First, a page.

Unemployment Rate Drops in Industrial Midwest

January 5, 2010 - 5:51 PM
Signs of life among U.S. manufacturers helped lower unemployment rates in much of the industrial Midwest, a Labor Department report Tuesday showed. Still, jobs are likely to remain scarce in the next few months nationwide.
Washington (AP) - Signs of life among U.S. manufacturers helped lower unemployment rates in much of the industrial Midwest, a Labor Department report Tuesday showed. Still, jobs are likely to remain scarce in the next few months nationwide.
 
Unemployment rates dropped sharply in November in cities such as Peoria, Ill., Elkhart, Ind., and Fort Wayne, Ind., the department's report said.
 
Those cities and others in states such as Kentucky and Michigan have benefited as U.S. manufacturers have rebounded, said Steve Cochrane, regional economist at Moody's Economy.com. The Institute for Supply Management, a trade group of purchasing executives, said Monday that its index of manufacturing business activity rose in December to its highest level in more than three years.
 
Peoria is home to heavy equipment maker Caterpillar Inc., which said last fall that it would recall about 550 employees, out of thousands laid off, as the company benefits from rising overseas demand. Unemployment in Peoria fell to 10.8 percent in November from 11.7 percent the previous month.
 
Elkhart has seen its unemployment rate fall to 14.5 percent in November from nearly 19 percent in March, as it has regained some of the jobs at recreational vehicle manufacturers that were lost during the recession. Heartland RV, for example, has said it will add 400 jobs by this spring.
 
The region was the capital of RV manufacturing until the industry was hit hard by rising gas prices and the recession. President Barack Obama visited Elkhart twice last year.
 
The department's report also shows that unemployment in several metropolitan areas hit hardest by the housing bust may be leveling off, Cochrane said. While the housing market may not be improving in those areas, the downturn may not eliminate any more jobs.
 
Joblessness also dropped sharply in November in the Tucson, Ariz., and Las Vegas-Paradise, Nev., metro areas, as well as several other cities in the two states. Both suffered from major housing bubbles that popped in the past two years.
 
Nationwide, the Labor Department's report on metropolitan area unemployment painted a mixed picture, as the jobless rate fell in 170 metro areas and rose in 154, about the same as the previous month. The rate didn't change in 48 areas.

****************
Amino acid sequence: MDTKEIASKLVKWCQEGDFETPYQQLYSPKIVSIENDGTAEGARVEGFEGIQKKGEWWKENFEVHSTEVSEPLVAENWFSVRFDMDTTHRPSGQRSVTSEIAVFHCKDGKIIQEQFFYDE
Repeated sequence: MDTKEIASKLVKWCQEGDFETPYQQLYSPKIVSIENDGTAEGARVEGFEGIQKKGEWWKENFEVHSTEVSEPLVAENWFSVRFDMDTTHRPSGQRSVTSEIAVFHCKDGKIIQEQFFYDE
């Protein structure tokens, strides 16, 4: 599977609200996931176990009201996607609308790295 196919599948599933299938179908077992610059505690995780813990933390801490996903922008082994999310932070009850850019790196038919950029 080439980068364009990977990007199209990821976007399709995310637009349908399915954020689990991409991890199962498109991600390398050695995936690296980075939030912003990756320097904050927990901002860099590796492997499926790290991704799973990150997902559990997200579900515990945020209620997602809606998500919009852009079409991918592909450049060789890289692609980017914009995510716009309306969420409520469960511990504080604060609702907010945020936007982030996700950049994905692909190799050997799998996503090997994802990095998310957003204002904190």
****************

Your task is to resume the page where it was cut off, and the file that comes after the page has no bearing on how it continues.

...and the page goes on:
Seventeen metro areas reported unemployment rates of at least 15 percent, 11 of them in California and three in Michigan, the department said. Joblessness topped 10 percent in 125 metro areas, below the 2009 peak of 144 areas reached in June.
 
The metro unemployment data isn't seasonally adjusted and is therefore volatile from month to month. All 372 areas reported higher unemployment rates in November compared with the previous year.
 
The fact that joblessness dropped in more areas than it rose is a sign that unemployment nationwide may be peaking, said Jim Diffley, a regional economist at IHS Global Insight.
 
But there's little sign employers are hiring quickly enough to bring the rate down, he added.
 
"The real problem with unemployment is that there's no prospect of it going down very fast," he said. Many private economists and the Federal Reserve predict it will remain above 9 percent through 2010.
 
The Labor Department is scheduled to release the national unemployment report for December on Friday. Wall Street economists expect it will show the jobless rate moved up to 10.1 percent from 10 percent in November, according to a survey by Thomson Reuters. Employers likely shed 8,000 jobs, which would be the fewest in nearly two years.
 
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Associated Press Writer Charles Wilson contributed to this report.